Brand Positioning Statements provide the most useful function of taking everything you know about your brand, everything that could be said about the consumer and making choices to pick one target that you’ll serve and one brand promise you will stand behind. While we think this brand positioning statement sets up the creative brief, it should really set up everything the brand does–equally important for internal as everyone should follow to what the positioning statement says.
The Brand Positioning Statement
A best in class positioning statement has four key elements:
- Target Market (a)
- Definition of the market you play in (b)
- Brand Promise (emotional or rational benefit) (c)
- The Reason to Believe (RTB) the brand promise (d)
The more focused your decisions, the more successful you will be: decide on one target, one promise and maybe one or two reasons to believe that help to directly back up your promise. But the target shouldn’t be everyone 18-65, and don’t throw your eight best features at the wall and hopefully something sticks. And the reason to believe has to back up your promise, not be a whole new promise.
The classic way to write a Brand Positioning Statement is to take the elements above and frame them into the following: For the target market (a) Brand X plays in the market (b) and it gives the main benefit (c). That’s because of the following reasons to believe (d). This is what it looks like when you put them into this format:
Looking at the example above for Gray’s Cookies (fictional brand), the target is proactive preventers, who want to do everything for their health, including sacrificing what they eat. That’s all about a consumer that wants control. The main benefit is guilt free control, with the balance of taste and health in the cookie.
The biggest thing you have to do is make tough decisions. Find the target of those you can get to love you, rather than trying to sell to everyone that might one day like you. Match up your benefits to the need states of the consumer. And leverage where you are on the Love Curve to determine how much emotion you are able to build into your Brand Positioning Statement.
Who is Your Target?
Beloved Brands know who their customer is and who it is not. Everything starts and ends with the Consumer in mind. Spreading your limited resources across an entire population is cost prohibitive–low return on investment and low return on effort. While targeting everyone “just in case” might feel safe at first, it’s actually less safe because you never get to see the full impact. Realizing not everyone can like you is the first step to focusing all your attention on those that can love you. It becomes all about choices and you will be much more effective at convincing a segment of the population to choose your brand because of the assets and promise that you have that match up perfectly to what they want.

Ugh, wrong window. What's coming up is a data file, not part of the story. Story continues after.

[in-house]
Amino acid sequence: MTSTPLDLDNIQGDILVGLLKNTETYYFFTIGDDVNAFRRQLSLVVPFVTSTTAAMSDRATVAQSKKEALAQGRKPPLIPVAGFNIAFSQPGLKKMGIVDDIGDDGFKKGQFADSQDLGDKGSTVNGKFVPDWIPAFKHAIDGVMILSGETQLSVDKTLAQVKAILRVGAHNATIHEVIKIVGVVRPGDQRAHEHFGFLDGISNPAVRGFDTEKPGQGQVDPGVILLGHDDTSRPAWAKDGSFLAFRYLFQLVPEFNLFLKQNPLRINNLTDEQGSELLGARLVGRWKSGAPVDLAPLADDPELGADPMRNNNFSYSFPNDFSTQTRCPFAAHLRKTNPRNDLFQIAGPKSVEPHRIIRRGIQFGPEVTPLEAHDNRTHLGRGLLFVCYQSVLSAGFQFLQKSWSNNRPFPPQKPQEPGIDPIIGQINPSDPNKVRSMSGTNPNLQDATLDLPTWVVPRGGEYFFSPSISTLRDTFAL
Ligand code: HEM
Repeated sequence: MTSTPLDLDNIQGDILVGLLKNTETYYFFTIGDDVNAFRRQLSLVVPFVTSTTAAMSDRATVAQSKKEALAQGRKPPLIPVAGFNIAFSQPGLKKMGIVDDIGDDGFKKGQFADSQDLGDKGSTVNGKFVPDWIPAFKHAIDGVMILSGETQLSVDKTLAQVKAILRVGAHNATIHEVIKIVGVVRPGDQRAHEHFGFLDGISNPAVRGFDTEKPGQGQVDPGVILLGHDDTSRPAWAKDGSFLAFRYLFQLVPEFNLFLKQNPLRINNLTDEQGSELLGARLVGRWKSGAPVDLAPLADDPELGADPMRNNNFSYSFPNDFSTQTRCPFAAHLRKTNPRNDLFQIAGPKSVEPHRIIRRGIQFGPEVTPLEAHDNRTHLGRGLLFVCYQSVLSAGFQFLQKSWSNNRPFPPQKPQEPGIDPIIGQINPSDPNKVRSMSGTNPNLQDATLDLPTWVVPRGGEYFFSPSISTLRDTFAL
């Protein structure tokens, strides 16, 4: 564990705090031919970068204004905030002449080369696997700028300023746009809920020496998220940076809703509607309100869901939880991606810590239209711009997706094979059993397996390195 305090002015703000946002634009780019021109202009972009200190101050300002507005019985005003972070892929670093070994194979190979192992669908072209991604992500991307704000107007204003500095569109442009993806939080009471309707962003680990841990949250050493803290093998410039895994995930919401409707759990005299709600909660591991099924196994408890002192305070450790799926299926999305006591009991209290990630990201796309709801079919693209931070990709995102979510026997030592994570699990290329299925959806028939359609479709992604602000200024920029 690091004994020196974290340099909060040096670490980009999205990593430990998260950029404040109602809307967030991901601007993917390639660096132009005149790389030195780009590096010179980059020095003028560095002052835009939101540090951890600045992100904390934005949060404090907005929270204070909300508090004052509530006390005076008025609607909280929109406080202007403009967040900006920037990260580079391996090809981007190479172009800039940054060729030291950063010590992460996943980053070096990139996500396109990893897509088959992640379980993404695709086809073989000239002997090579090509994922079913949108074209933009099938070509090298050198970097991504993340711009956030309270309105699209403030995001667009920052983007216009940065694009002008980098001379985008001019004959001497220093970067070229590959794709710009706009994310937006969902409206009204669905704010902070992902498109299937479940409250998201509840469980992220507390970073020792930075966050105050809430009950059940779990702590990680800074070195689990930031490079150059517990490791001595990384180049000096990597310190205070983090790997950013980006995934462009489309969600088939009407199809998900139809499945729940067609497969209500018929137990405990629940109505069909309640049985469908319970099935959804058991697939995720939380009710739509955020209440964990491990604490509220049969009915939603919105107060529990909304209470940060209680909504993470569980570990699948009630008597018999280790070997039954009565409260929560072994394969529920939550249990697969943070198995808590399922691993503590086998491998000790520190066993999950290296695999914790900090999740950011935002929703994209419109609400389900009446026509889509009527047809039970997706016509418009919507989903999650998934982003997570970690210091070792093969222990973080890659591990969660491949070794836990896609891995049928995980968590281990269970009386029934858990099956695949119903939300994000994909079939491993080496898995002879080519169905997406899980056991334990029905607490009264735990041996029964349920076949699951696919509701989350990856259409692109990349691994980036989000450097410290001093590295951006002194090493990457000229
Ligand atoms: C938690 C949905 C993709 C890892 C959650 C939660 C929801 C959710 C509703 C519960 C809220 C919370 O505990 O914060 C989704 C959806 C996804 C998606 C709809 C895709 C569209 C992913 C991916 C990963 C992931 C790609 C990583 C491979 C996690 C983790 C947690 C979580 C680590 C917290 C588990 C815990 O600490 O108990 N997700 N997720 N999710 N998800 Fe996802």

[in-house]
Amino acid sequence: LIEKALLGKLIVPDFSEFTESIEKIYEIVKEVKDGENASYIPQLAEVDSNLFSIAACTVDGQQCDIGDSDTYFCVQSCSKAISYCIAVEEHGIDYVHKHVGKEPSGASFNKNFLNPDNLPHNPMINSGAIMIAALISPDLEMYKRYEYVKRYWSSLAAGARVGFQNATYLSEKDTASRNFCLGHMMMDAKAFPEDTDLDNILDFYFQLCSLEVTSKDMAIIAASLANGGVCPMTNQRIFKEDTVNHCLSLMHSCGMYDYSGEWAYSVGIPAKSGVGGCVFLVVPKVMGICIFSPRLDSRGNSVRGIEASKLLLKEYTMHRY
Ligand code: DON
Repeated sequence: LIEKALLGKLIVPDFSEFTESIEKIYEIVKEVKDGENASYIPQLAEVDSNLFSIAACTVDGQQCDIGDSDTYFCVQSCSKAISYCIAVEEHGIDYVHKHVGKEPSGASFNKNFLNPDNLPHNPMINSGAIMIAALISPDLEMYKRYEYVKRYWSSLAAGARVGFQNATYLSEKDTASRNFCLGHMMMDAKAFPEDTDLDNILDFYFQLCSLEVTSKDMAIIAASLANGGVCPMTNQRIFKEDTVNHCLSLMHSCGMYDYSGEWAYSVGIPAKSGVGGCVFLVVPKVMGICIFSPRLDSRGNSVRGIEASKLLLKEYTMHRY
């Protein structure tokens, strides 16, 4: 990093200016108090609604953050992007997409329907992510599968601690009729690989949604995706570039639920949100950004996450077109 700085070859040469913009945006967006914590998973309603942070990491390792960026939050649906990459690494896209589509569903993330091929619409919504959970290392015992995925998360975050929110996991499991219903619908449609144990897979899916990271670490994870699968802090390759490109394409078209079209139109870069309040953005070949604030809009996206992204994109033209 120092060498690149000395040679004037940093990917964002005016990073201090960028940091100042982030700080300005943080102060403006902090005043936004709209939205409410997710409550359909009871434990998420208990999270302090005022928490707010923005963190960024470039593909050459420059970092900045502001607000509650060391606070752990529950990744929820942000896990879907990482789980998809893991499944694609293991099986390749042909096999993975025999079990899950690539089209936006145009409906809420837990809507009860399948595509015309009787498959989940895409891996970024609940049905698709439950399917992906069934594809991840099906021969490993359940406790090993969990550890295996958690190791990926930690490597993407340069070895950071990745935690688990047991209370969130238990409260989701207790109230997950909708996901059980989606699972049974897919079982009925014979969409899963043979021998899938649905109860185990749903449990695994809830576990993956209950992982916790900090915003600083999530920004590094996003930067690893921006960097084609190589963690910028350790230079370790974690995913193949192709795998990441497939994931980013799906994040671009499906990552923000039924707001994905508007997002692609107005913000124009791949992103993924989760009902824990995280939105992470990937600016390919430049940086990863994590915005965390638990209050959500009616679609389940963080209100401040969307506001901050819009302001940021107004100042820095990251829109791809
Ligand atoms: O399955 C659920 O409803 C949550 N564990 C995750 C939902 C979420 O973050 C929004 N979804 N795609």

To demonstrate knowledge of that target, defining consumer insights help to crystallize and bring to life the consumer you are targeting. The dictionary definition of the word Insight is “seeing below the surface”. Too many people think data, trends and facts are insights. Facts are merely on the surface—so they miss out on the depth–you need to bring those facts to life by going below the surface and transforming the facts into insights.
When insight is done right, it is what first connects us to the brand, because we see ourselves in the story. Insight is not something that consumers didn’t know before. It’s not data or fact about your brand that you want to tell. That would be knowledge not insight. Insight is something that everyone already knows and comes to life when it’s told in such a captivating way that makes consumers stop and say “hmm, I thought I was the only who felt like that”. That’s why we laugh when we see insight projected with humor, why we get goose bumps when insight is projected with inspiration and why we cry when the insight comes alive through real-life drama.
What’s the Benefit?
The next decision is the main benefit you want to focus on. Doing a Customer Value Proposition (CVP) helps to organize your thinking as a great tool for bringing the benefits to life.
Hold a brainstorming session with everyone who works on the brand so you can:
- Get all of the consumer insights and need states out.
- Match them up against the list of the best features the brand offers.
- Find the rational benefit by putting yourself in the shoes of the consumer and seeing the brand features from their eyes: start asking yourself over and over again “so if I’m the consumer, what do I get from that?”. Ask it five times and you’ll see the answers will get richer and richer each time you ask.
- Then find the emotional benefit by asking “so how does that make me feel?” Ask that five times as well, and you’ll begin to see a deeper emotional space you can play in and own.